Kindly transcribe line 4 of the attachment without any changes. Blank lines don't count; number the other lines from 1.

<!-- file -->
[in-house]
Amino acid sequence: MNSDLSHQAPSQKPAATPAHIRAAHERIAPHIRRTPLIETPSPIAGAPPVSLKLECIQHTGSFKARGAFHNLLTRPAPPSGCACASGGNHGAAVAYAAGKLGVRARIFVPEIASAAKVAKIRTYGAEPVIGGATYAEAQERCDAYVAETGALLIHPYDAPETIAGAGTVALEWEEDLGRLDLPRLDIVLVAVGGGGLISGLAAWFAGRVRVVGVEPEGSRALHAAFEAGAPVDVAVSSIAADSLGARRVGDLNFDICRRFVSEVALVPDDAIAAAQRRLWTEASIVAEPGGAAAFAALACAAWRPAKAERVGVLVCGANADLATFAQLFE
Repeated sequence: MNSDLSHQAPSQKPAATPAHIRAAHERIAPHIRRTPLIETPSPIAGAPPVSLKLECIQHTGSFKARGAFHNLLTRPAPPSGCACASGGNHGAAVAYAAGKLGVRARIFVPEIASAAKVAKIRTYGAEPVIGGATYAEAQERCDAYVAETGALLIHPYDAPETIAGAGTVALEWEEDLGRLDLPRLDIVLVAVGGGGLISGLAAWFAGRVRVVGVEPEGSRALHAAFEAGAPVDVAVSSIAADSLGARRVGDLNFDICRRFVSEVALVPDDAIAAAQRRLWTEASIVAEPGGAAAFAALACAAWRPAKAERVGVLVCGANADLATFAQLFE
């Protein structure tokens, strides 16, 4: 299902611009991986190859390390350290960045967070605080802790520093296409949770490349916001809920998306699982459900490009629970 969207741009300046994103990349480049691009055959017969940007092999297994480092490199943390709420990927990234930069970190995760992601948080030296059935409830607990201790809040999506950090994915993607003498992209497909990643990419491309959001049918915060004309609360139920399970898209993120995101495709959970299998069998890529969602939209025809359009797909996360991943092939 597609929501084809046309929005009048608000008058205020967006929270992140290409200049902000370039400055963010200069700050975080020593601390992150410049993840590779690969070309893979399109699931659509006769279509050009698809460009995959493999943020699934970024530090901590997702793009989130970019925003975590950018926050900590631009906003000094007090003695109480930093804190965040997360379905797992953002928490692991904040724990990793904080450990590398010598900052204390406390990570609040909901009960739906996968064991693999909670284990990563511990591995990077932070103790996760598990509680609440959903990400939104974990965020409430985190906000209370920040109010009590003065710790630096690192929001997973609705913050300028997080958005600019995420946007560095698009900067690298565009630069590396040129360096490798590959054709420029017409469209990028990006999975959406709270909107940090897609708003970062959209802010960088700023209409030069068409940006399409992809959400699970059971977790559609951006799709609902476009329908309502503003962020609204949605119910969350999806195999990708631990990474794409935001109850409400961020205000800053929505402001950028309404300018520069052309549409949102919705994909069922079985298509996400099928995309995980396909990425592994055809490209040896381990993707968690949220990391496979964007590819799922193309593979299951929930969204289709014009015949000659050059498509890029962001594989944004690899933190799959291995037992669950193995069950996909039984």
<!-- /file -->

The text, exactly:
């Protein structure tokens, strides 16, 4: 299902611009991986190859390390350290960045967070605080802790520093296409949770490349916001809920998306699982459900490009629970 969207741009300046994103990349480049691009055959017969940007092999297994480092490199943390709420990927990234930069970190995760992601948080030296059935409830607990201790809040999506950090994915993607003498992209497909990643990419491309959001049918915060004309609360139920399970898209993120995101495709959970299998069998890529969602939209025809359009797909996360991943092939 597609929501084809046309929005009048608000008058205020967006929270992140290409200049902000370039400055963010200069700050975080020593601390992150410049993840590779690969070309893979399109699931659509006769279509050009698809460009995959493999943020699934970024530090901590997702793009989130970019925003975590950018926050900590631009906003000094007090003695109480930093804190965040997360379905797992953002928490692991904040724990990793904080450990590398010598900052204390406390990570609040909901009960739906996968064991693999909670284990990563511990591995990077932070103790996760598990509680609440959903990400939104974990965020409430985190906000209370920040109010009590003065710790630096690192929001997973609705913050300028997080958005600019995420946007560095698009900067690298565009630069590396040129360096490798590959054709420029017409469209990028990006999975959406709270909107940090897609708003970062959209802010960088700023209409030069068409940006399409992809959400699970059971977790559609951006799709609902476009329908309502503003962020609204949605119910969350999806195999990708631990990474794409935001109850409400961020205000800053929505402001950028309404300018520069052309549409949102919705994909069922079985298509996400099928995309995980396909990425592994055809490209040896381990993707968690949220990391496979964007590819799922193309593979299951929930969204289709014009015949000659050059498509890029962001594989944004690899933190799959291995037992669950193995069950996909039984």